Grass seems so ordinary and unimportant
That’s probably because we know so little about grass and how it relates to our humanity and our evolution as humans. As usual Olivia Judson, my favorite science writer, tells the story of grass and grasslands and their basic connection with humans in today’s NY Times Science section.
Some very basic facts about grasses:
“Today, the grass family contains more than 10,000 species — that’s more species of grass than species of bird — and grasslands cover about a third of the planet’s landmasses. (“Grassland” refers to an ecosystem, like prairie, where grasses dominate; it doesn’t mean they are the only plants there.)”
She informs us that “Rice, wheat, rye, oats, maize, millet, barley, sorghum and sugar cane are all grasses” and constitute one third of our diet.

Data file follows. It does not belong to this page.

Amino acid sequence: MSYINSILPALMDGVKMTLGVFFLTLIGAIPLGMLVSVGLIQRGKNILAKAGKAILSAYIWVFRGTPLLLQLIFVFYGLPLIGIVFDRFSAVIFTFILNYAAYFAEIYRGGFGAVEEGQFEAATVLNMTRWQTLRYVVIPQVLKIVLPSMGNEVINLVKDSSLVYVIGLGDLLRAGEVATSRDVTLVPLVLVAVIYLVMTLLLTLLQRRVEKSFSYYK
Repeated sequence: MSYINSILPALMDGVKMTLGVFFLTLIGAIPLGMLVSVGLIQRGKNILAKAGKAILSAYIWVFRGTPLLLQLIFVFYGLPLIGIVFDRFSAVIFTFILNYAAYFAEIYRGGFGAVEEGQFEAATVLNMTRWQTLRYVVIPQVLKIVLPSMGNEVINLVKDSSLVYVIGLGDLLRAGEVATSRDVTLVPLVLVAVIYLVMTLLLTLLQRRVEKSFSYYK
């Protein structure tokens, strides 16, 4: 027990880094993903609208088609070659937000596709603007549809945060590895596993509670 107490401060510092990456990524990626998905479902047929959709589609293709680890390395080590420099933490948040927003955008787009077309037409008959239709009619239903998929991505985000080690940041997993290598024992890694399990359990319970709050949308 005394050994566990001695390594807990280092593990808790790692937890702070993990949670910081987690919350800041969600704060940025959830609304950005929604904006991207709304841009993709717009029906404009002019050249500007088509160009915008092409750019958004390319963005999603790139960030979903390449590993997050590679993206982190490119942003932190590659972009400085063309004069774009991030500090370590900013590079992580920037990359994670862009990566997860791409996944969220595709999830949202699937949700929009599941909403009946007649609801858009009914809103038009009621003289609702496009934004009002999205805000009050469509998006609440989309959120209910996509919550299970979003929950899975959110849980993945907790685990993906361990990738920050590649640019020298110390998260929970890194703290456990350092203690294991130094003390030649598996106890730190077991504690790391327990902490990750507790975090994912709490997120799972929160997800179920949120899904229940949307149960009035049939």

She ends her essay with these thoughts:
Yet regardless of how much grasses shaped our earliest evolution, in the recent past they have transformed us. We usually talk of our domestication of grasses, and the ways in which we have evolved them: we have made plants with bigger, more nutritious seeds that don’t fall to the ground, for example.
But their effect on us has been far more profound. Our domestication of grasses, 10,000 years ago or so, allowed the building of the first cities, and marks the start of civilization as we know it. Grasses thus enabled the flowering of a new kind of evolution, a kind not seen before in the history of life: the evolution of human culture.
So much for the ordinariness of grass!
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